The game opened with a play challenge that went against the Eagles and ended with one that went their way.

In between, the Eagles' 30-27 win over Denver was a roller-coaster.

There were 18 penalties, countless official conferences, one challenge, an ejection, and a game-deciding review during a game that lasted 3 hours and 34 minutes.

"I can't really remember a game like that," Eagles safety Quintin Mikell said. "It was little weird. I mean, there was a lot of ups and downs and weird stuff going on, but we kept fighting and came through."

In the end, the Eagles escaped with the victory yesterday at Lincoln Financial Field.

Even though they batted .500 on the two close calls, the latter decision - which was ruled in the Eagles' favor - was substantially more important than the first.

With the score knotted, 27-27, and a little over a minute remaining, quarterback Donovan McNabb hit Jeremy Maclin for what appeared to be a 27-yard reception that would have advanced the Eagles to the Broncos' 12-yard line. But the receiver was ruled out of bounds on the diving sideline catch.

"I was very confident," Maclin said. "I immediately got up and told Coach [Andy] Reid to challenge it, but I forgot it was under two minutes."

Because it was a bang-bang play, the officials called for an instant-replay review. Booth officials apparently saw enough to overturn the original ruling.

"It was tough because one foot came down, and the other foot came up and then went back down," Reid said. "That's a tough, tough call there. But that's why we have replay, so it all worked out."

For the Eagles.

Three short runs later, David Akers booted the game-winning 28-yard field goal for the 11-4 Eagles' sixth straight win.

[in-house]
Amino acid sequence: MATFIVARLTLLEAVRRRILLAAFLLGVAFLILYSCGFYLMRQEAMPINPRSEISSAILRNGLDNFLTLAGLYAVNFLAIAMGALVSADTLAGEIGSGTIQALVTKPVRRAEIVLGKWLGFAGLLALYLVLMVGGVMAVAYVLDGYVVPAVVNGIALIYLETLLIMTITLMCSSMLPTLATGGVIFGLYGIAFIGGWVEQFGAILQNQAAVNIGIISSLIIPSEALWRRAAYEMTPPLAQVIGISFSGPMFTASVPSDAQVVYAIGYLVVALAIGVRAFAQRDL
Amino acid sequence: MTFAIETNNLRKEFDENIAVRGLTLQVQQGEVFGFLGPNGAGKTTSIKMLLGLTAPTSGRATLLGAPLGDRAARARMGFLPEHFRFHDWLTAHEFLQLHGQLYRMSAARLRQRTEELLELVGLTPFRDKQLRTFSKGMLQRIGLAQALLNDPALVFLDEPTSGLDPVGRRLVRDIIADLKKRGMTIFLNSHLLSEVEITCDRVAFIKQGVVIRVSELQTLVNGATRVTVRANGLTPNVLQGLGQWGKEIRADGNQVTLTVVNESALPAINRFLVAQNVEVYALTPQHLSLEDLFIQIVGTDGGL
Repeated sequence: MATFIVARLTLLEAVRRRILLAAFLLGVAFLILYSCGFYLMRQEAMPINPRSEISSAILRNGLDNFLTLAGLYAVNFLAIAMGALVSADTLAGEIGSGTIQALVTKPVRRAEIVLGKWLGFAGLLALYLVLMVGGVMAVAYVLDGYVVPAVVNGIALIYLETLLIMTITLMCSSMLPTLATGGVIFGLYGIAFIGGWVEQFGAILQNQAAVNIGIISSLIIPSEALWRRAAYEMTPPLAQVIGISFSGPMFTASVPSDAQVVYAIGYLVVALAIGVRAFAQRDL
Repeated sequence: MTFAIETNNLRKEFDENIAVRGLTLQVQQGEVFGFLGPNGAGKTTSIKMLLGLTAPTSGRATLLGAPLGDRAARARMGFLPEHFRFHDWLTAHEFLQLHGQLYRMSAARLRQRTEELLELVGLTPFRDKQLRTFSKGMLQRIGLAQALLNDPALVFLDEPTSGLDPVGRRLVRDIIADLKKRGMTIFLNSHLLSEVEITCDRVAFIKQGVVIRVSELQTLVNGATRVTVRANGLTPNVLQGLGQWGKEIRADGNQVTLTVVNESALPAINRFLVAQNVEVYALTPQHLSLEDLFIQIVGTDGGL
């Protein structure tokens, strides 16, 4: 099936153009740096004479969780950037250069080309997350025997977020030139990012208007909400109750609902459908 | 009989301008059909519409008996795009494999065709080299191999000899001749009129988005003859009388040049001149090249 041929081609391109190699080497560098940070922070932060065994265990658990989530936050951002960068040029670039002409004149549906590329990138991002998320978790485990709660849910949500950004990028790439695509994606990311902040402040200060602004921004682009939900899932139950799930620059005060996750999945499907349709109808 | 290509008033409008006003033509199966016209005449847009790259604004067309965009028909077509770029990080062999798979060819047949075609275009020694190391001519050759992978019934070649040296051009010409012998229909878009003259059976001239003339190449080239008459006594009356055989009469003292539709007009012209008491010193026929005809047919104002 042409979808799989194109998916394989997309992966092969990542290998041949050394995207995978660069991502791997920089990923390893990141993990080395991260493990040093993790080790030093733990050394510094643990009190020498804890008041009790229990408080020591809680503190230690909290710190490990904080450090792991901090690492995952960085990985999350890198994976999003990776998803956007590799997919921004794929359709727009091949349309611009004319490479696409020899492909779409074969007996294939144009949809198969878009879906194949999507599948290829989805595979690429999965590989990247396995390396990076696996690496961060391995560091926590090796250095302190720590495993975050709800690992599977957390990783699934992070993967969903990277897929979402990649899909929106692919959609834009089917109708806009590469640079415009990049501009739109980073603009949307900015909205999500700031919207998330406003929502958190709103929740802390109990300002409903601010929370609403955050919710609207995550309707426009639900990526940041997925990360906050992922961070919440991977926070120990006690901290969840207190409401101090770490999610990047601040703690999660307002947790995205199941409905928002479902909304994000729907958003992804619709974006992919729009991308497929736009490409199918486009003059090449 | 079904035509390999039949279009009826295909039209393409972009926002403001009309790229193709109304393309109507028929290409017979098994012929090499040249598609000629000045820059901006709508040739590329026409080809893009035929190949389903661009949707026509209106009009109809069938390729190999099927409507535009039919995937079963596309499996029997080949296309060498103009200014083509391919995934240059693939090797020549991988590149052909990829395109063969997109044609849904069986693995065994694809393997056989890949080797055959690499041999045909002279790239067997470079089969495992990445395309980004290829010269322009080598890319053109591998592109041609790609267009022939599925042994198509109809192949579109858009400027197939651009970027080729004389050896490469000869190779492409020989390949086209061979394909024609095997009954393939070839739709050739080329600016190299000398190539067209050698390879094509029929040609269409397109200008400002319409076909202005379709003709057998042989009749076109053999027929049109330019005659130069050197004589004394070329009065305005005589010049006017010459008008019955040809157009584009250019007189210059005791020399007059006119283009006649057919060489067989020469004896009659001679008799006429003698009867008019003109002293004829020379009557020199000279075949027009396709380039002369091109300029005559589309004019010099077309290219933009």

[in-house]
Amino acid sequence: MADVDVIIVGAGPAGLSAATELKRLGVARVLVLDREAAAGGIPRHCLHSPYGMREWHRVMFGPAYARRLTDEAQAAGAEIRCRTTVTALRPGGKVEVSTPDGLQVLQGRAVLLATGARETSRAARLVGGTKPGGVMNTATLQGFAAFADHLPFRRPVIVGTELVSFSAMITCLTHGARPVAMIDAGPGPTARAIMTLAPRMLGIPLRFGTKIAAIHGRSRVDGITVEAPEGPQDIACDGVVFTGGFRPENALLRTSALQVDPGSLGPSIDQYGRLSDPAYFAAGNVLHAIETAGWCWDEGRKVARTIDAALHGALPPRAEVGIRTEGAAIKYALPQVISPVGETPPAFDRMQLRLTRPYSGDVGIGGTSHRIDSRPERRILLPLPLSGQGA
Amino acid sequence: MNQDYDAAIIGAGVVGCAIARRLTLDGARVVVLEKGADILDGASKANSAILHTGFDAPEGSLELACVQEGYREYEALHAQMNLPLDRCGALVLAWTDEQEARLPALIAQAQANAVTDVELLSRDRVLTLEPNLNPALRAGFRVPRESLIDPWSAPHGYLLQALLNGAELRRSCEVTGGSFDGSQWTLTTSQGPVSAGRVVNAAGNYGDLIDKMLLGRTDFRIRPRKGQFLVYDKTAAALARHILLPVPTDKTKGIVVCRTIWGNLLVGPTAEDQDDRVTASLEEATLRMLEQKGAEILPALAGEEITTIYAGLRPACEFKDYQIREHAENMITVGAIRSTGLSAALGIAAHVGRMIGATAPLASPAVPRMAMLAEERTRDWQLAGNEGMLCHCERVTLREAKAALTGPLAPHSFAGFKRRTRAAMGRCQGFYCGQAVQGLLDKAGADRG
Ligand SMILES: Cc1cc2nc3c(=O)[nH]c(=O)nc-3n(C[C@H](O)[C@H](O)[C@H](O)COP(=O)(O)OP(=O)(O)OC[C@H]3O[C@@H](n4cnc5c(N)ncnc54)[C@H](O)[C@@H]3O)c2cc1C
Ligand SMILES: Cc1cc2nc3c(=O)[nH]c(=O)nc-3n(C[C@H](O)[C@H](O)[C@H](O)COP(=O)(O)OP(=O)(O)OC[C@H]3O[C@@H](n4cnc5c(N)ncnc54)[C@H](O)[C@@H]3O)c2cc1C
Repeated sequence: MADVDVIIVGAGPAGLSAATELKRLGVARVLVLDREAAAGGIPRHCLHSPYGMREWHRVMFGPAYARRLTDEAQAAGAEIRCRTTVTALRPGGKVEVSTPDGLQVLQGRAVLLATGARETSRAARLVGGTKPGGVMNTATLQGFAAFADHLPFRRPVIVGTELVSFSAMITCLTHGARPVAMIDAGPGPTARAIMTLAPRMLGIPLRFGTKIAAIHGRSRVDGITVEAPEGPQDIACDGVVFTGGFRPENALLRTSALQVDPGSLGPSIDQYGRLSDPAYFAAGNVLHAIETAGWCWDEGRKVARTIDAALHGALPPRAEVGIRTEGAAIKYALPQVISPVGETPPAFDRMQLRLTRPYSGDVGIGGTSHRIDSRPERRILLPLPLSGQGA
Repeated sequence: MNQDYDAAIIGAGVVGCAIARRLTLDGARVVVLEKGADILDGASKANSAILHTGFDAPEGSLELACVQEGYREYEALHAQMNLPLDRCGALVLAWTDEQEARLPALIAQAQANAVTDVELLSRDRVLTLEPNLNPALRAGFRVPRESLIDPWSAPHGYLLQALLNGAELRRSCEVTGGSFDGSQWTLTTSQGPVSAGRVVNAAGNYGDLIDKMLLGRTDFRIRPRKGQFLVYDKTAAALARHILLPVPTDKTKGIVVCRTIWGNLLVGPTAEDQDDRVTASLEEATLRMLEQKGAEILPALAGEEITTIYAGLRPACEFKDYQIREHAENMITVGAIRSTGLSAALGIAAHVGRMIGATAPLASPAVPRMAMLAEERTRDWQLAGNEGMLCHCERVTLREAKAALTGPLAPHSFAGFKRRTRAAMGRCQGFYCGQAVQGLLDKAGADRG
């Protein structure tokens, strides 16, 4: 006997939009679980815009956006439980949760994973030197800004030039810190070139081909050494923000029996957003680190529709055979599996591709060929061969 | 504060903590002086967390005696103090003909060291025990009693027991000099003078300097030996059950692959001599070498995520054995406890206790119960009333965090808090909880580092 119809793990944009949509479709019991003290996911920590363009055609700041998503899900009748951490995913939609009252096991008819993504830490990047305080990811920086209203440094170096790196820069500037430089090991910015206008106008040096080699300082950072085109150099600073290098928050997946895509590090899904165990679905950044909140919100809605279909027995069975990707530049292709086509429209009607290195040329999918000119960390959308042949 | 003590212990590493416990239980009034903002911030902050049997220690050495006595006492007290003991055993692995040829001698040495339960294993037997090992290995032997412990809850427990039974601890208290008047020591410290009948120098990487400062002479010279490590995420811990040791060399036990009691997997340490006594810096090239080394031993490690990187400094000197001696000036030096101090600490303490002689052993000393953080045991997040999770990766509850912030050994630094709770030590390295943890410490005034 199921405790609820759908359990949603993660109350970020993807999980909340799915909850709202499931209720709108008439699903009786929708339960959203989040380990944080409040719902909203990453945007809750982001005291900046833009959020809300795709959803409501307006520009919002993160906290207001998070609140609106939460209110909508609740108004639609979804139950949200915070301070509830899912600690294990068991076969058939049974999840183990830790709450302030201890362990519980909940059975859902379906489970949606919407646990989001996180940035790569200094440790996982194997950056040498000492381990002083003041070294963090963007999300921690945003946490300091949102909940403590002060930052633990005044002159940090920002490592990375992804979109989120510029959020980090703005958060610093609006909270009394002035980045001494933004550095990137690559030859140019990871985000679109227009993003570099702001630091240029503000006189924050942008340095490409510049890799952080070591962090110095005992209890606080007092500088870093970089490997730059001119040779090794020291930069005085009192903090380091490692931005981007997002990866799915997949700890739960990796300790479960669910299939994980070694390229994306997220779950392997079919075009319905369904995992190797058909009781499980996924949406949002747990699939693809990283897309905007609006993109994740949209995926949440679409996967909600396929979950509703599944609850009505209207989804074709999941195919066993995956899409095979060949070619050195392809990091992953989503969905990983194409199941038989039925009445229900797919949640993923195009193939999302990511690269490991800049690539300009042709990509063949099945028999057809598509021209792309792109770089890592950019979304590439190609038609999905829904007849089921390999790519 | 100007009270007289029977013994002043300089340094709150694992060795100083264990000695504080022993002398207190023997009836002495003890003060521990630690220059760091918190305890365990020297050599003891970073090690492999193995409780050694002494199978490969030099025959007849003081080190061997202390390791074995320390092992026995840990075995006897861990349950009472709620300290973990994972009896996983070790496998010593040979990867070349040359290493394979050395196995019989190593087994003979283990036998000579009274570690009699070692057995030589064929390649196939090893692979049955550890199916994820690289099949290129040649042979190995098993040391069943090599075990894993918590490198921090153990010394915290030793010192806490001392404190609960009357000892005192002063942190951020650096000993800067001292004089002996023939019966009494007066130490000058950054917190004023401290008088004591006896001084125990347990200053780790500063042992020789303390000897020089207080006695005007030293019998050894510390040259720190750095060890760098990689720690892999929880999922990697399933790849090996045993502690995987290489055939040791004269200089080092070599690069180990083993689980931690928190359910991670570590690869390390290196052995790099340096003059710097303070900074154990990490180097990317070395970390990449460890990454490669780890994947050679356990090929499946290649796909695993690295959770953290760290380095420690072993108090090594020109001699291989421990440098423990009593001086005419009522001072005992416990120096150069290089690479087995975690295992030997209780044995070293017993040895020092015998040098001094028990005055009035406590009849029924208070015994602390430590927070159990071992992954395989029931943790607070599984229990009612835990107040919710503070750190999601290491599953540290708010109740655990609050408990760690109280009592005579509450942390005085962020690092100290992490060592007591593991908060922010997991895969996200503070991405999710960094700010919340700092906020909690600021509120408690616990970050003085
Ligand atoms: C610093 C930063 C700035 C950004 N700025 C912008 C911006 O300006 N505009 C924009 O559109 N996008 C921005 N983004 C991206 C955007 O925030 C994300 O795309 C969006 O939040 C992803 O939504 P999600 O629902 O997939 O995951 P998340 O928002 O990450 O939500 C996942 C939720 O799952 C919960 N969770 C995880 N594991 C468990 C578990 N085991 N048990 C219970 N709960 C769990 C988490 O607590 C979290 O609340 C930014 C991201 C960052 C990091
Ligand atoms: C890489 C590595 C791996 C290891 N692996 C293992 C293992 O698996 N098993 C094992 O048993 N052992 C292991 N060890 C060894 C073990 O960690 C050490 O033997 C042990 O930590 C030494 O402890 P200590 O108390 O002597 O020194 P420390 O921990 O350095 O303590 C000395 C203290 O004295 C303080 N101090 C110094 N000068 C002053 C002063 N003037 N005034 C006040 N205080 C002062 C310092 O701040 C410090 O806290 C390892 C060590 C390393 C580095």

The Broncos have now lost seven of their last nine games, have dropped to 8-7, and are seemingly out of playoff contention. There was no second-guessing of the replay, however.

"I just go by what they tell me," Denver coach Josh McDaniels said. "They ruled it a catch, so we have to play defense."

The closest Denver defender thought Maclin's snag was a good one.

"I watched the replay, and it did appear his feet were down," Broncos cornerback Andre Goodman said.

In light of the victory and the fact that the final call went in their favor, there was no harping from the Eagles on the one Broncos' challenge that took a Philadelphia touchdown off the board in the first quarter.

On that play, Denver's Kyle Orton threw a pass roughly parallel to the line of scrimmage in the direction of tight end Daniel Graham as defensive end Juqua Parker bore down on the quarterback. It appeared as if Orton might have thrown the ball backward, and there was no whistle indicating the play was over. Eagle Dimitri Patterson picked up the ball and raced 23 yards for an apparent TD.

McDaniels challenged, contending that Orton threw forward. It was very close. The booth officials, though, concurred with the Broncos coach, and Denver punted.

Still, there were plenty of key calls that went in the Eagles' favor, other than the Maclin catch. The most pivotal occurred in the fourth quarter on Denver's possession before the Eagles' game-winning drive. With the Broncos moving from their own 10-yard line, Orton hit Brandon Lloyd for a 15-yard gain on a second-and-9 play. But the first down was wiped out because Denver guard Chris Kuper was called for holding.

Denver finished with nine penalties for 95 yards. Receiver Brandon Stokley was penalized for a personal foul when he argued that he was interfered with. He was also ejected because he slapped the official's hand.

The Eagles, who were the second-most penalized team in the NFL entering the game, didn't escape the notice of the officials. They drew nine flags for 59 yards.

"I don't like the penalties," Reid said. "We have to take care of those. We have to be smart."

The worst penalty occurred after Asante Samuel's third-quarter interception. Safety Macho Harris was called for a personal foul when he pummeled Tony Scheffler just after the pick. Samuel was also called for delay-of-game when he spiked the ball after his 40-yard return.

"I don't really know who or what the second penalty was for," Samuel said. "I threw the ball up or something."

Instead of having the ball on their own 48, the Eagles were forced to start from their own 1. They led, 27-10, at the time. But they were forced to punt, and that's when Denver's rally began.